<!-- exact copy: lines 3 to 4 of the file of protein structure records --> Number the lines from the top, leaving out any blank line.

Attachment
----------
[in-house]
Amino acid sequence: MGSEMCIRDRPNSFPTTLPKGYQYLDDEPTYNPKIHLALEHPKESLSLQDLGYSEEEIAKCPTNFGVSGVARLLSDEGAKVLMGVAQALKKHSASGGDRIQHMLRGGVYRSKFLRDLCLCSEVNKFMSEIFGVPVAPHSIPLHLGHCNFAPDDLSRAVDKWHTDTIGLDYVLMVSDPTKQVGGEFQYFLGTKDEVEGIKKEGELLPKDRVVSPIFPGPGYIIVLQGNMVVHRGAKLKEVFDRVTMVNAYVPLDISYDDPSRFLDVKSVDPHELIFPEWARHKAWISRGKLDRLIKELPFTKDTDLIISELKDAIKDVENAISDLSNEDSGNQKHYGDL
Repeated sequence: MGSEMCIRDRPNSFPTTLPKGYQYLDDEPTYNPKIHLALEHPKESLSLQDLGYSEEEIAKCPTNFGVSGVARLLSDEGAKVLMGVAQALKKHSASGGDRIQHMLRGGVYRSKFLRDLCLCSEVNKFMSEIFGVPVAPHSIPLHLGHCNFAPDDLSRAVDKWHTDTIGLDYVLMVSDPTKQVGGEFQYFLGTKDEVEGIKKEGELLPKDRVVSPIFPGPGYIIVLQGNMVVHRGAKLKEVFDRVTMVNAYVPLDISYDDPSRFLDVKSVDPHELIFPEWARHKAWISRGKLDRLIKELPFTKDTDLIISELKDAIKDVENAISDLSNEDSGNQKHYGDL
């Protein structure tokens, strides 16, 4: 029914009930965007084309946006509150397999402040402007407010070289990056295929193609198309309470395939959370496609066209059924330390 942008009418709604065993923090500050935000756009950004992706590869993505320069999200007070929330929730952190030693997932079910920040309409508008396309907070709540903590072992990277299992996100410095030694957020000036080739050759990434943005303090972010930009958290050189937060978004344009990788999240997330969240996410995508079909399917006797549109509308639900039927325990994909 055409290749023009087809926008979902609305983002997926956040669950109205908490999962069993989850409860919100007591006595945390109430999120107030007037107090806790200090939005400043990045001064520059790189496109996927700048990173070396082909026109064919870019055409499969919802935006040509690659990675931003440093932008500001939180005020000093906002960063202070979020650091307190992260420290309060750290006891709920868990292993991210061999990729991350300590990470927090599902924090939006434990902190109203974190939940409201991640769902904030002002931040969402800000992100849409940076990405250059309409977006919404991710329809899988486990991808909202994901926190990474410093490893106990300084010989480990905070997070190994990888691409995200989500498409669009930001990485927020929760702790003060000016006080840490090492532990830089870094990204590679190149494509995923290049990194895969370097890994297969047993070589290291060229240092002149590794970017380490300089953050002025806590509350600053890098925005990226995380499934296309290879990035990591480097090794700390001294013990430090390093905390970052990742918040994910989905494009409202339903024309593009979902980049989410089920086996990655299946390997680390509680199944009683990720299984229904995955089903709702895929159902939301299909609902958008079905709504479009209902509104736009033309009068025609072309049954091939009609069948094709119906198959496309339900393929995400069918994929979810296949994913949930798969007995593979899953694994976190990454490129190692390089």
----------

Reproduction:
Repeated sequence: MGSEMCIRDRPNSFPTTLPKGYQYLDDEPTYNPKIHLALEHPKESLSLQDLGYSEEEIAKCPTNFGVSGVARLLSDEGAKVLMGVAQALKKHSASGGDRIQHMLRGGVYRSKFLRDLCLCSEVNKFMSEIFGVPVAPHSIPLHLGHCNFAPDDLSRAVDKWHTDTIGLDYVLMVSDPTKQVGGEFQYFLGTKDEVEGIKKEGELLPKDRVVSPIFPGPGYIIVLQGNMVVHRGAKLKEVFDRVTMVNAYVPLDISYDDPSRFLDVKSVDPHELIFPEWARHKAWISRGKLDRLIKELPFTKDTDLIISELKDAIKDVENAISDLSNEDSGNQKHYGDL
């Protein structure tokens, strides 16, 4: 029914009930965007084309946006509150397999402040402007407010070289990056295929193609198309309470395939959370496609066209059924330390 942008009418709604065993923090500050935000756009950004992706590869993505320069999200007070929330929730952190030693997932079910920040309409508008396309907070709540903590072992990277299992996100410095030694957020000036080739050759990434943005303090972010930009958290050189937060978004344009990788999240997330969240996410995508079909399917006797549109509308639900039927325990994909 055409290749023009087809926008979902609305983002997926956040669950109205908490999962069993989850409860919100007591006595945390109430999120107030007037107090806790200090939005400043990045001064520059790189496109996927700048990173070396082909026109064919870019055409499969919802935006040509690659990675931003440093932008500001939180005020000093906002960063202070979020650091307190992260420290309060750290006891709920868990292993991210061999990729991350300590990470927090599902924090939006434990902190109203974190939940409201991640769902904030002002931040969402800000992100849409940076990405250059309409977006919404991710329809899988486990991808909202994901926190990474410093490893106990300084010989480990905070997070190994990888691409995200989500498409669009930001990485927020929760702790003060000016006080840490090492532990830089870094990204590679190149494509995923290049990194895969370097890994297969047993070589290291060229240092002149590794970017380490300089953050002025806590509350600053890098925005990226995380499934296309290879990035990591480097090794700390001294013990430090390093905390970052990742918040994910989905494009409202339903024309593009979902980049989410089920086996990655299946390997680390509680199944009683990720299984229904995955089903709702895929159902939301299909609902958008079905709504479009209902509104736009033309009068025609072309049954091939009609069948094709119906198959496309339900393929995400069918994929979810296949994913949930798969007995593979899953694994976190990454490129190692390089």